How can I prove I am vaccinated?

The Public Health Directions require that all employers check and validate the vaccination or exemption status of their staff.

Most employees have access to a digital or printed COVID-19 vaccine certificate that can be shown to your employer to demonstrate that you are vaccinated.

Your employer is not required to make any copies of this evidence and instead can meet their compliance and reporting obligations by recording your vaccination or exemption status, coupled with the date of expiry – if an exemption has been issued.

This information can then be stored on your personnel record, like any personal / sensitive health information that is held about you.

As a volunteer in one of these sectors, am I required to be vaccinated?

Yes.

You are considered a worker whether you are part-time, full-time or casually employed.

Contractors, sub-contractors and volunteers are also considered to be workers.

Where can I get a COVID-19 vaccine?

Use the vaccine clinic finder to find your nearest COVID-19 vaccine clinic.

You do not require a Medicare card or payment to be vaccinated.

Information for disability support, in-home and community aged care workers

Disability and aged care workers will be required to be vaccinated against COVID-19 if they deliver services in the ACT that are funded by the:

  • National Disability Insurance Scheme (NDIS)
  • Commonwealth in-home and community age care program, or
  • Territory and state governments.

If you work for or deliver one of these services, you are required to be vaccinated against COVID-19 by no later than:

  • 15 November 2021 for first vaccination dose, and
  • 13 December 2021 for second vaccination dose.

This requirement will apply to anyone who has in-person contact with clients whether you work on a:

  • paid
  • unpaid (volunteers)
  • part-time
  • full-time, or
  • casual basis.

Contractors that are engaged to work with clients are also included in this Direction.

The Public Health Emergency Direction includes workers who:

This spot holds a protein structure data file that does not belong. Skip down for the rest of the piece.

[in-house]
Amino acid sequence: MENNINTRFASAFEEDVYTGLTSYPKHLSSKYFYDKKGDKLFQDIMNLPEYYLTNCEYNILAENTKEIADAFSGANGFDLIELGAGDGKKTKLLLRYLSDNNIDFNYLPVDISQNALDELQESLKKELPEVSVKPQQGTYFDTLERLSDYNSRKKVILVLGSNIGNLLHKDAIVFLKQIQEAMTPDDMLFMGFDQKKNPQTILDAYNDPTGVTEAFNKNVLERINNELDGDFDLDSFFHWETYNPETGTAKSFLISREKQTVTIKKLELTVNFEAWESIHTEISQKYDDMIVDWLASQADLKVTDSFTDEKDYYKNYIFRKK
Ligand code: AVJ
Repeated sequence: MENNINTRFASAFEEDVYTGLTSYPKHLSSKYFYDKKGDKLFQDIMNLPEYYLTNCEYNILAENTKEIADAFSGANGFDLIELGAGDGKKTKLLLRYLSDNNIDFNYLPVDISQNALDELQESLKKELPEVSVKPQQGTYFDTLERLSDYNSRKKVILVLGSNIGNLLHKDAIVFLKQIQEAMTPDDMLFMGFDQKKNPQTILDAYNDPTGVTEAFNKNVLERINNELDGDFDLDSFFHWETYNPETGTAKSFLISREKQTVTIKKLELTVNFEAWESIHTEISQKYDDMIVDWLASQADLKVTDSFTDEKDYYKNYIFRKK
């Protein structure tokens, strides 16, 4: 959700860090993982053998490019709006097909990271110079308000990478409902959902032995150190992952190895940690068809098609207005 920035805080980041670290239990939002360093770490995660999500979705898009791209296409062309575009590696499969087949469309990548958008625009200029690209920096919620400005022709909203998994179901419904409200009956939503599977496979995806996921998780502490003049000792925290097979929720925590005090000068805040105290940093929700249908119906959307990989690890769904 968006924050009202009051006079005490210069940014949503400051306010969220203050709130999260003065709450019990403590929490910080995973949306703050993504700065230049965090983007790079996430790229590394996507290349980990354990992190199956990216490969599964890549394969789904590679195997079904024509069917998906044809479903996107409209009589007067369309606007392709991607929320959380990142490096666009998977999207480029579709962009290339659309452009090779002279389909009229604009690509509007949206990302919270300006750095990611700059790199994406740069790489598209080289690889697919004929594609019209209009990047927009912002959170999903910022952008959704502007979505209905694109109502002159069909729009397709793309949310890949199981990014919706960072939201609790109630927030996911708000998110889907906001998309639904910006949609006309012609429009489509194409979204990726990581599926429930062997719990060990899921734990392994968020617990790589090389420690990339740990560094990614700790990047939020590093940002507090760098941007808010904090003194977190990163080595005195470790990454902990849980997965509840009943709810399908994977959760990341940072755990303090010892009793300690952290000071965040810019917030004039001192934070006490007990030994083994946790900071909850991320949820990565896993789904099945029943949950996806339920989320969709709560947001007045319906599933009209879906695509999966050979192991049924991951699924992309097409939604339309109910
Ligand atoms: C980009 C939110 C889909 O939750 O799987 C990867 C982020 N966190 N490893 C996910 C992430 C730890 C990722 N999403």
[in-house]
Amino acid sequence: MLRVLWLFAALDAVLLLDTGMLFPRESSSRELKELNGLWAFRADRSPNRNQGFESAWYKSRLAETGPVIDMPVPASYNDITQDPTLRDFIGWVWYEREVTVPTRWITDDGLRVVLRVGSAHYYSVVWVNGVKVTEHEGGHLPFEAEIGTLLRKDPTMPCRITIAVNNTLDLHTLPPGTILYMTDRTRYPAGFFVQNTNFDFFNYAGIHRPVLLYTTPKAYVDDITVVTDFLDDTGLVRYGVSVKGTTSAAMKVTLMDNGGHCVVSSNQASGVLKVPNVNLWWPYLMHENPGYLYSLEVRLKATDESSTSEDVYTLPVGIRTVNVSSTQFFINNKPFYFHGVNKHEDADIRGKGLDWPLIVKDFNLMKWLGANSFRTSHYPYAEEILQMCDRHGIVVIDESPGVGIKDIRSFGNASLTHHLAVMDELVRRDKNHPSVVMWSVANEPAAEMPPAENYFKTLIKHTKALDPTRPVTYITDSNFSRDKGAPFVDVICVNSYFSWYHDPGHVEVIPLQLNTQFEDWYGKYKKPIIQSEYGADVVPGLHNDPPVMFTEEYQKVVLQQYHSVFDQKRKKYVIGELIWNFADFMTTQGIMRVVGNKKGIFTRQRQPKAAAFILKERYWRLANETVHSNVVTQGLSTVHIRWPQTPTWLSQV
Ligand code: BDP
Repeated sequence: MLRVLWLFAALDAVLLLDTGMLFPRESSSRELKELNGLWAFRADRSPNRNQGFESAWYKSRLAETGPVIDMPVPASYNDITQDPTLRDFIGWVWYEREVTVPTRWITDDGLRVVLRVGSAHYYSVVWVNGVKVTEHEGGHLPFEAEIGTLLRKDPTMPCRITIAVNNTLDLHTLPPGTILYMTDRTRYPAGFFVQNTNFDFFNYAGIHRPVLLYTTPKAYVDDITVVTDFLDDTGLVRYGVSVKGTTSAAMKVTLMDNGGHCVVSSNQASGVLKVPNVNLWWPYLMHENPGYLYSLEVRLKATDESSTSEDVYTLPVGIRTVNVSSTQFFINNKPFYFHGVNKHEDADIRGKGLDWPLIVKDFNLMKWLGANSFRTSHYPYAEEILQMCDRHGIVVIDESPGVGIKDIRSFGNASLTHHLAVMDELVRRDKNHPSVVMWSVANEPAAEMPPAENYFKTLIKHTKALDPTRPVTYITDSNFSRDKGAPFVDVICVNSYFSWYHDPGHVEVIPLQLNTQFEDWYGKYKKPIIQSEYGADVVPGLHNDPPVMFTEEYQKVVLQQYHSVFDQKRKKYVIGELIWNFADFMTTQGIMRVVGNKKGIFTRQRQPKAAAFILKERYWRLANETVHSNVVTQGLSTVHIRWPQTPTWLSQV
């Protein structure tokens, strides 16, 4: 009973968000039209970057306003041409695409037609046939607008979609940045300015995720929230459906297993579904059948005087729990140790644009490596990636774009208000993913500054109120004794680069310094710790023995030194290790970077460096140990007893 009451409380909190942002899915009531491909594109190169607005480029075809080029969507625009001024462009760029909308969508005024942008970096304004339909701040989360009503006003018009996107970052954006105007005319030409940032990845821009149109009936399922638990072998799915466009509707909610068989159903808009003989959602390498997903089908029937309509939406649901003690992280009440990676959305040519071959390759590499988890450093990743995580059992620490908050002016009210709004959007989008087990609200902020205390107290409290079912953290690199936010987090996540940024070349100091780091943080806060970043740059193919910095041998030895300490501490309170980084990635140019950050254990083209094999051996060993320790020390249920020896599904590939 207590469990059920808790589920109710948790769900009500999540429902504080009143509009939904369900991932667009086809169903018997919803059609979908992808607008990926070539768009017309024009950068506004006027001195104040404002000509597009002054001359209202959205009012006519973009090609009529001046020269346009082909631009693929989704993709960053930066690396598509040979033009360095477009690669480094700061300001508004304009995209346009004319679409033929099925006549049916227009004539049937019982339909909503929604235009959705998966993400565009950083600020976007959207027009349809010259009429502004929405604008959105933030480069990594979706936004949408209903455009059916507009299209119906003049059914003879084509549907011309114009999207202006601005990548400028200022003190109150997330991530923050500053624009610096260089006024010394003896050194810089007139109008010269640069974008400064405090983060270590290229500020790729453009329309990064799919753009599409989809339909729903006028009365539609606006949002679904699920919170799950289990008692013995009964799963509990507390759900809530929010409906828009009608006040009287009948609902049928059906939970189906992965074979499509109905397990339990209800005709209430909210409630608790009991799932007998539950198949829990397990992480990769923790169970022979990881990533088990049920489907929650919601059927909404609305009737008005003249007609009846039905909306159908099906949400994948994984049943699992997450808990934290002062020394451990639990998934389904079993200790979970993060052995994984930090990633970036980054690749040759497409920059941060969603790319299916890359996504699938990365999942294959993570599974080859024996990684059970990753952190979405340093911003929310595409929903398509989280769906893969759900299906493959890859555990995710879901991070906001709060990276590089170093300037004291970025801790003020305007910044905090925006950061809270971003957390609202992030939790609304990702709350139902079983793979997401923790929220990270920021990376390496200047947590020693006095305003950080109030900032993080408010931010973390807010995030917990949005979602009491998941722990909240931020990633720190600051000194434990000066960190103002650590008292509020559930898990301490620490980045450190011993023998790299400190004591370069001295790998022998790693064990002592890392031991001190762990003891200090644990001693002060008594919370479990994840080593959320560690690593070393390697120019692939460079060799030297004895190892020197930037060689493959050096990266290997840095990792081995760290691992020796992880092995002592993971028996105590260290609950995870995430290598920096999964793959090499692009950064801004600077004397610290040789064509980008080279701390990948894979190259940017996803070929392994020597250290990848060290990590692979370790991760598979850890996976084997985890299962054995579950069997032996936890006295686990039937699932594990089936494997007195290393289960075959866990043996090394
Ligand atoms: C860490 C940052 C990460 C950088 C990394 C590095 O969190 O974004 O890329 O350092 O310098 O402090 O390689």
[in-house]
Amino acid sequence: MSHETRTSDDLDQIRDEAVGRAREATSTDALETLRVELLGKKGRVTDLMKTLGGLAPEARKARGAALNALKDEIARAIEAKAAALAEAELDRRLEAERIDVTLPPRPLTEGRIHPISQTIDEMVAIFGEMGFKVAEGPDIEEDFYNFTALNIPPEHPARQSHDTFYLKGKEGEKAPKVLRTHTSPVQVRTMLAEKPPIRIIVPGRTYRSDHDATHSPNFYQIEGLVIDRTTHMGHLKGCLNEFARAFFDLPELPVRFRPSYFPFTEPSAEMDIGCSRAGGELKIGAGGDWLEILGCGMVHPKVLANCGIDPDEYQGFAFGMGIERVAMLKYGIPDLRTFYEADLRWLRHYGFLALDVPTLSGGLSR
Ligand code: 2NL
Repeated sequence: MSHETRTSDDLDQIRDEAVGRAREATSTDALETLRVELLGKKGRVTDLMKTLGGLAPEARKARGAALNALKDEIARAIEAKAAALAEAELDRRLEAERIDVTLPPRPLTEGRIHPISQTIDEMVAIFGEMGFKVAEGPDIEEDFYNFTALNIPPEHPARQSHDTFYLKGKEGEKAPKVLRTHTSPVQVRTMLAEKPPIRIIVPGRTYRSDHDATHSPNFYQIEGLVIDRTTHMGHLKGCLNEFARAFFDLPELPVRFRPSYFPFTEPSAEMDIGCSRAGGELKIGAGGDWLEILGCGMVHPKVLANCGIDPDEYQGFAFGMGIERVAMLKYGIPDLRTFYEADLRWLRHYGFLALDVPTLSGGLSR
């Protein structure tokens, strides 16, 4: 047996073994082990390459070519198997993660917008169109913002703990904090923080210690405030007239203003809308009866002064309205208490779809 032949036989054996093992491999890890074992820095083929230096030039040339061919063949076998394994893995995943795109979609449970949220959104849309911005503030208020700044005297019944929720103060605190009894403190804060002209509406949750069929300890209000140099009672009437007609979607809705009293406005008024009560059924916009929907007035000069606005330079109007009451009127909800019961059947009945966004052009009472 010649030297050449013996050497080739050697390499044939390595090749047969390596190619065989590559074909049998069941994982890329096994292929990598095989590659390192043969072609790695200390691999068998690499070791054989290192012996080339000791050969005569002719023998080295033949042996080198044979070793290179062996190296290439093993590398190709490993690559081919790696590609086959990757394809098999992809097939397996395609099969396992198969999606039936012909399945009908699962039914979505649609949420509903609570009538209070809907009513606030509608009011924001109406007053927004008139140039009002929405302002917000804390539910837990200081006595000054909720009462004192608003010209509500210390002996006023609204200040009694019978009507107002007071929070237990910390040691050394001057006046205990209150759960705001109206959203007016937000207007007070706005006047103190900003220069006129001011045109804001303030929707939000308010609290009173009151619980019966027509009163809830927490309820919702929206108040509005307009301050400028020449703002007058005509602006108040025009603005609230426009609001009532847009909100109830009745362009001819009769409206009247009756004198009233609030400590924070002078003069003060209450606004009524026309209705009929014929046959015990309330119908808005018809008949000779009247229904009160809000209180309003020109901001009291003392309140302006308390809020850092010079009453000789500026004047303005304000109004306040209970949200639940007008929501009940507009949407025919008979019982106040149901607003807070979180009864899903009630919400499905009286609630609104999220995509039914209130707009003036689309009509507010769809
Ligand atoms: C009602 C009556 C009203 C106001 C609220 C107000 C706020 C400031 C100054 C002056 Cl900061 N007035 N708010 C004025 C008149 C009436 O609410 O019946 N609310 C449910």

• are self-employed or engaged directly by a client – if your business targets disability or aged care sector clients and your services are paid for using assigned public funds (for example, disability support workers that are employed directly by a client)
  • provide in-home, community or centre-based services
  • provide an administrative or related function that supports services to be delivered, if that role involves contact with clients (for example, providing front-desk support or working in a common client space), and
  • provide targeted transport services (for example, through the ACT community assistance and support program (CASP) program or Transport Canberra flexible bus service).

It does not include workers that have ad hoc engagement with disability or aged care sector clients, like commercial businesses that offer services to the broader community (for example, home maintenance, taxi or Uber transport).

What does this mean for disability support, in-home and community aged care workers?

Workers need to provide their employer with evidence of their vaccination.

You can prove you are vaccinated by showing your employer a copy of your digital or printed COVID-19 vaccination certificate.

Employers need to sight proof of vaccination for your staff and keep a record of the vaccination status of your employees.

Employers are also required to compile a report of the number of staff that are vaccinated and report any non-compliance.

Why do disability support, in-home and community aged care workers need to be vaccinated?

Disability and aged care workers deliver critical services and are at high-risk of COVID-19 transmission due to the close person-to-person nature of the services delivered.

Vaccination is the strongest protection we have against severe illness and death and reduces the risk of onward transmission.

It is important to remember that even if you are fully vaccinated, you can still be infected with COVID-19.

You must always observe all public health and safety measures like wearing a mask, sanitising common spaces and social distancing.

Which disability support, in-home and community aged care workers need to be vaccinated?

Under the Public Health Emergency Direction, any worker that interacts in person with clients must be vaccinated to do their work.

This applies to anyone who works to deliver a service that is funded or provided:

  • under the National Disability Insurance Scheme (NDIS), whether it is registered or unregistered
  • by in-home and community aged care program, or
  • by the ACT Government where the service being delivered for the primary purpose of providing support to people living with disability is for clients with a disability.
Are support coordinators, managers, administrators, and other office staff required to be vaccinated in this sector?

Any worker that interacts in person with clients must be vaccinated.

Your role title does not matter.

Administrative workers, support coordinators and managers whose role involves interacting with clients are required to be vaccinated.

The Public Health Direction sets a minimum vaccination requirement for businesses.

It does not remove the ability for employers to make further requirements within their organisations, if the organisation decides it is right for them.

A useful site for information on COVID-19 vaccinations: workplace rights and obligations is the Fair Work Ombudsman website.

What are my responsibilities as an employer?

The Public Health Direction creates responsibilities for an employer (defined as an ‘operator’ and their ‘responsible person’ in the Direction) to:

  • sight evidence of each staff members vaccination (or exemption, if applicable), and